Due to the increasing size and complexity of construction projects, construction engineering and management involves the coordination of many complex and dynamic processes and relies on the analysis of uncertain, imprecise and incomplete information, including subjective and linguistically expressed information. Various modelling and computing techniques have been used by construction researchers and applied to practical construction problems in order to overcome these challenges, including fuzzy hybrid techniques. Fuzzy hybrid techniques combine the human-like reasoning capabilities of fuzzy logic with the capabilities of other techniques, such as optimization, machine learning, multi-criteria decision-making (MCDM) and simulation, to capitalise on their strengths and overcome their limitations. Based on a review of construction literature, this chapter identifies the most common types of fuzzy hybrid techniques applied to construction problems and reviews selected papers in each category of fuzzy hybrid technique to illustrate their capabilities for addressing construction challenges. Finally, this chapter discusses areas for future development of fuzzy hybrid techniques that will increase their capabilities for solving construction-related problems. The contributions of this chapter are threefold: (1) the limitations of some standard techniques for solving construction problems are discussed, as are the ways that fuzzy methods have been hybridized with these techniques in order to address their limitations; (2) a review of existing applications of fuzzy hybrid techniques in construction is provided in order to illustrate the capabilities of these techniques for solving a variety of construction problems and (3) potential improvements in each category of fuzzy hybrid technique in construction are provided, as areas for future research.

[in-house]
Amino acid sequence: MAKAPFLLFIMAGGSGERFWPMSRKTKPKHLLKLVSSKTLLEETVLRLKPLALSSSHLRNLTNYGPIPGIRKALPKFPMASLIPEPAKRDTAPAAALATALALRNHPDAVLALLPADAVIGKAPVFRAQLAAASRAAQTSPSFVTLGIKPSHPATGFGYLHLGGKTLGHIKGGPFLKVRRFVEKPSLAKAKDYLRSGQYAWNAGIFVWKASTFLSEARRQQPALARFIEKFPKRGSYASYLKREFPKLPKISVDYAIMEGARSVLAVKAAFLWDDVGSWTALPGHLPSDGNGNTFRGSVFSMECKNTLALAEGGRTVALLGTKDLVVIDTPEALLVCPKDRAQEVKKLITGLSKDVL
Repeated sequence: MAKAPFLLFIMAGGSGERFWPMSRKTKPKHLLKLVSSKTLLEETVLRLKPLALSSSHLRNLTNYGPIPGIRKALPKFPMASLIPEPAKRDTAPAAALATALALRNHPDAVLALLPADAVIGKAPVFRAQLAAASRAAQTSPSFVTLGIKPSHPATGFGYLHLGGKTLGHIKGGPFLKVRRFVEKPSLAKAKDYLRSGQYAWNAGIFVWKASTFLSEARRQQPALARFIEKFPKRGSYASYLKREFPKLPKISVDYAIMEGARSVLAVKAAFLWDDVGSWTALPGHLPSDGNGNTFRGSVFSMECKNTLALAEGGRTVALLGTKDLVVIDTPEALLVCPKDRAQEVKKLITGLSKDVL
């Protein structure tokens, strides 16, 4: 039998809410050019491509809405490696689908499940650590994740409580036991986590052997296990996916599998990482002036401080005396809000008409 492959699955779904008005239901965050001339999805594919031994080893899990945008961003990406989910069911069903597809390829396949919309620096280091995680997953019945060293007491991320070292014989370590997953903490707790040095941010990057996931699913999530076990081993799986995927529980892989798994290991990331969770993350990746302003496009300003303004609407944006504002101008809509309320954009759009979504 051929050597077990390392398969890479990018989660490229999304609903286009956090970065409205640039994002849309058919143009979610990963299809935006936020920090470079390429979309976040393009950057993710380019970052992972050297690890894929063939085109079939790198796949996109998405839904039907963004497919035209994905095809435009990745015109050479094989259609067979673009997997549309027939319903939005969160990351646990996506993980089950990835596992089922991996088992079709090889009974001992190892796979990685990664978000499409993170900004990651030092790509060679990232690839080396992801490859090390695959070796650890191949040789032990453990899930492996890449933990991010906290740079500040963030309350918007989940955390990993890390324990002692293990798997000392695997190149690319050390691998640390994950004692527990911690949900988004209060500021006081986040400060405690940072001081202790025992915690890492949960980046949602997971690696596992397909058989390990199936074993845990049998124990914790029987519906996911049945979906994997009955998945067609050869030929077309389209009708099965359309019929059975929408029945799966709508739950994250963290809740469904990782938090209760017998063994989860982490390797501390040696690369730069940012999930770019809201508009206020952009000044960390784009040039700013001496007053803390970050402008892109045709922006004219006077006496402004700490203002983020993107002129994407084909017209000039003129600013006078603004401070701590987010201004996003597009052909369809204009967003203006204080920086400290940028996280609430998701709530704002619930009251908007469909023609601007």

Details

Fuzzy Hybrid Computing in Construction Engineering and Management
Type: Book
ISBN: 978-1-78743-868-2

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Article

Alex Gorod, Leonie Hallo, Larissa Statsenko, Tiep Nguyen and Nicholas Chileshe

Traditional “hierarchical” and “network-centric management” approaches often associated with the management of well-defined construction projects lack the adaptability to…

Abstract

Purpose